An efficient ERM team functions in tandem along with the management and HR team of an organization. An ERM team that is not synced with these teams cannot perform properly. Any segment of risk management will need input from employees of every level of the organization, so the human capital, its management and responding to its feedback are of vital importance to the ERM. After having assessed how the risks may arise, there are 4 keys areas that the ERM must work on in times of crises:
Work on the business strategy: Business organization’s success depends on the work ethics it cultivates amongst its employees and with outsiders. Such ethics and business strategies are highly susceptible to negative vibes from any crisis that hits the organization. The ERM must focus on keeping the profitable strategies alive while improving on the ones that need to be upgraded or eliminate those strategies, which are obsolete or drag the company into deeper crises. Creation of interim management jobs in India is on the rise with experienced people being hired to bridge the gap between the expected results and the ones that are actually achieved.
Handle the operations: While business strategies are being worked upon, the ERM team must focus on keeping the business activities functioning properly during the bad times. Lockouts and strikes are not helpful to either party, the employees or the organizations. Take for example the on-going lockout situation in Toyota Kirloskar Motor Pvt. Ltd. in Bidadi. The workers are refusing to resume work because they want a better pay hike and refuse to sign an undertaking of “good conduct” with the company. The State Labor Minister intervened and work did take place for a weekend, but the unit is back to its lockout ways, for the present. During these times, succinct and transparent communication to all members of the organization is an internal measure to be followed while effective communication with outsiders such as the media, stakeholders and creditors ensures the company’s image does not hit rock-bottom. Brainstorming sessions, providing incentives and perks to employees, rewarding the innovative thinkers, these are some of the ways in which operations can be improved upon during difficult times.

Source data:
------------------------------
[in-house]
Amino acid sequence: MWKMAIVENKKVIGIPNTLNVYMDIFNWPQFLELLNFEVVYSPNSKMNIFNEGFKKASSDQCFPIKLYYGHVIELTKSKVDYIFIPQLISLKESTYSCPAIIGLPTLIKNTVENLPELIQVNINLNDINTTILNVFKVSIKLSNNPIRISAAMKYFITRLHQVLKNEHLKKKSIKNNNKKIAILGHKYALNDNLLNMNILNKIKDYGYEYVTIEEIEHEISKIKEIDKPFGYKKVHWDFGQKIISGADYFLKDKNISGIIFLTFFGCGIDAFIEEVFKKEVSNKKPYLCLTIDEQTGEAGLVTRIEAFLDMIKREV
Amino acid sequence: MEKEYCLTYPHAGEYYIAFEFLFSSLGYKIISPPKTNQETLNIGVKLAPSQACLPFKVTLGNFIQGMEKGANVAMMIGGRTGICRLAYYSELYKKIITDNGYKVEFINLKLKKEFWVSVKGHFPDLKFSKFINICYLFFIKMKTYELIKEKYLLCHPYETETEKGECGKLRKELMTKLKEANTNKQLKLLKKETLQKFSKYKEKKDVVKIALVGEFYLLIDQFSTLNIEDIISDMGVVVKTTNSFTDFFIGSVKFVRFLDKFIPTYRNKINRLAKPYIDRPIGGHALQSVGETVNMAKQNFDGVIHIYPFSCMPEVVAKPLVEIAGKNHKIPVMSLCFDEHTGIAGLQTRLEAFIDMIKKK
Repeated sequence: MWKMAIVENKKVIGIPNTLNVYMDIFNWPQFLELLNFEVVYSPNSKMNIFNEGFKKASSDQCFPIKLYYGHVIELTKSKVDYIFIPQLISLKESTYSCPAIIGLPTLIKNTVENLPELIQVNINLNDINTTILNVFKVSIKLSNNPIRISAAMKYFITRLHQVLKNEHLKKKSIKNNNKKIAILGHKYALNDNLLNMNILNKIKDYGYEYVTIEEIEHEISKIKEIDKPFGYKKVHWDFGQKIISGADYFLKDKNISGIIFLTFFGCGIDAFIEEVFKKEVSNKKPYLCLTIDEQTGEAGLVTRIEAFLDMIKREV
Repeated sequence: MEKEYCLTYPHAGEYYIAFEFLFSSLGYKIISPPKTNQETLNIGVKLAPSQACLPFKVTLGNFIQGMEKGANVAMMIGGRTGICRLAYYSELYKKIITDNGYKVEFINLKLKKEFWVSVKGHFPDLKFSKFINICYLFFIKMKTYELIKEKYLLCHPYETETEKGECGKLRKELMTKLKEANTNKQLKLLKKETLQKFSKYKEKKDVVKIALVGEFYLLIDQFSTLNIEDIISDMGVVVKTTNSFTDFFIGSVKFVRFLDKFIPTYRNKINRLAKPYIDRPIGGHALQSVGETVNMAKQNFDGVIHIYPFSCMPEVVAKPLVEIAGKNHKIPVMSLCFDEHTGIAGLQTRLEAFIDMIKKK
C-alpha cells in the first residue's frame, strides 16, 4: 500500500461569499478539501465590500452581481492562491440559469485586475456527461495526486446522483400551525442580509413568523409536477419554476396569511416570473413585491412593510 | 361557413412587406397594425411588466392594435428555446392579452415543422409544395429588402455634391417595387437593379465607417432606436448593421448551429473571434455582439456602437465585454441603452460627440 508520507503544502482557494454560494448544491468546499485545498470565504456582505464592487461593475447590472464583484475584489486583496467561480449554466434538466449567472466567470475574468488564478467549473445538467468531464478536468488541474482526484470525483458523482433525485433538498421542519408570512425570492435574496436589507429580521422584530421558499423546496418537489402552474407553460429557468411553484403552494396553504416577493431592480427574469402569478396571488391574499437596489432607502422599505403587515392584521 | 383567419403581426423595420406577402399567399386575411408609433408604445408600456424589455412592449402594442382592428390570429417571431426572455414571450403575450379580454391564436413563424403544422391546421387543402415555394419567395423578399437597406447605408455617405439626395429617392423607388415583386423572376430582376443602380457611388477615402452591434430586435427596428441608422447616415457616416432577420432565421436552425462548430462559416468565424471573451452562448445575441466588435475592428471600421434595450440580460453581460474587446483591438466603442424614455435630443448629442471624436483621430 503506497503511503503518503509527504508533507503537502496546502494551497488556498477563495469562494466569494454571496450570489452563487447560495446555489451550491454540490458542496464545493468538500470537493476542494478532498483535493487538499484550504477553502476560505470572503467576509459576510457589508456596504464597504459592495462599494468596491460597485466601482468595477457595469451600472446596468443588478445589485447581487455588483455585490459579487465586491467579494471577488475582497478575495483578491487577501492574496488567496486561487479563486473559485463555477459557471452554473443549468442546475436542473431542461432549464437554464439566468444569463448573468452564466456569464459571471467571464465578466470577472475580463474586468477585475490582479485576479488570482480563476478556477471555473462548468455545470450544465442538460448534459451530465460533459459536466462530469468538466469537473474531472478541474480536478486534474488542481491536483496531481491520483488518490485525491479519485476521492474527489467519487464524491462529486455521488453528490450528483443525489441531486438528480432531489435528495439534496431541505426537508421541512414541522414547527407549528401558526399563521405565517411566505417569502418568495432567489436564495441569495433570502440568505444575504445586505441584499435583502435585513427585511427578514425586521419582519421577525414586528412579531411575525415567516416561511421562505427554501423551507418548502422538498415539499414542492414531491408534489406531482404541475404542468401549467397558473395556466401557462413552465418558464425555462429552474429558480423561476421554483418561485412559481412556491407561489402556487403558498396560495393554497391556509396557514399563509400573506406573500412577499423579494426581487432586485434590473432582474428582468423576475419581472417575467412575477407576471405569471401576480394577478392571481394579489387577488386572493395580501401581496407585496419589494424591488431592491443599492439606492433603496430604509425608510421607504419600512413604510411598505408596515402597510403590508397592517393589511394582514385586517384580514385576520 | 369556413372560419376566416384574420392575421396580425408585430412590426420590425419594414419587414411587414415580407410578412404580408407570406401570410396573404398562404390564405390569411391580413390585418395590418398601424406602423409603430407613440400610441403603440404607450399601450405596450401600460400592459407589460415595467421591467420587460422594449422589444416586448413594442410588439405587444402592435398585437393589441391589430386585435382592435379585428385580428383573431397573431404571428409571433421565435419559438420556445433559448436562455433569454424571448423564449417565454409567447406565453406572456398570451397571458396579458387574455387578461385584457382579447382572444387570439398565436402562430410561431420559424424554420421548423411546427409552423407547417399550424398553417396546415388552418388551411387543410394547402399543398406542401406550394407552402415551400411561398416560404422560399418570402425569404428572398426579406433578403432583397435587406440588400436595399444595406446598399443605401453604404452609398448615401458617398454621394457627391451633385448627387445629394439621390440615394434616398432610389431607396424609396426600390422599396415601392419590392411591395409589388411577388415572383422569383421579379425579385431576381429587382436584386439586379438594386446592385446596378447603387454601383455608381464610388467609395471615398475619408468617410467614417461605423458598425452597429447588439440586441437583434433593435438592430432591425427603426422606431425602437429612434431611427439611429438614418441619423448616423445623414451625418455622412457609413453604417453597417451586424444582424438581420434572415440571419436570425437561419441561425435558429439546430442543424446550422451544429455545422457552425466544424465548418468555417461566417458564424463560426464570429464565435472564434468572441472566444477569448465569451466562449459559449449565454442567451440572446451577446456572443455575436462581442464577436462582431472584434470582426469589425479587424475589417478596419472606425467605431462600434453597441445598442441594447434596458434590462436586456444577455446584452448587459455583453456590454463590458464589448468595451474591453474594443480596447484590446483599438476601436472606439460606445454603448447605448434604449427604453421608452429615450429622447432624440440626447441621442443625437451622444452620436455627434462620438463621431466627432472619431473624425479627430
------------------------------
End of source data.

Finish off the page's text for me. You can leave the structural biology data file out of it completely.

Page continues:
Manage the finances: From an outsider’s point of view, this really is a crucial factor in deciding how effective an ERM team is. Does the team save the company’s fortunes or cost it one? Are the stakeholders and creditors able to sleep easy at night, assured that their money is in safe hands? Is the company’s profit graph full of highs or lows? How quickly can the company get out of its slump? Are the employees getting their salaries on time? Is the debt to income ratio still stable? These are just some of the areas, which the ERM group focuses on. The idea is to plug holes in the company’s finances to retain what profits it has already earned and letting very little slip out.
Compliance Factors: Legal battles are time-consuming but necessary. An ERM team must ensure the organization stays within the legal boundaries associated with it at all times. Internal and external auditing is a good idea at this time. Auditors don’t just highlight when 2 and 2 don’t add up to 4. They also show why there are discrepancies and how they should be avoided. And the ERM team, taking into consideration the auditor’s report and after conducting its own research, comes up with feasible recovery plans for the organization that are legal and do not break any agreements that are entered into with partner firms and creditors.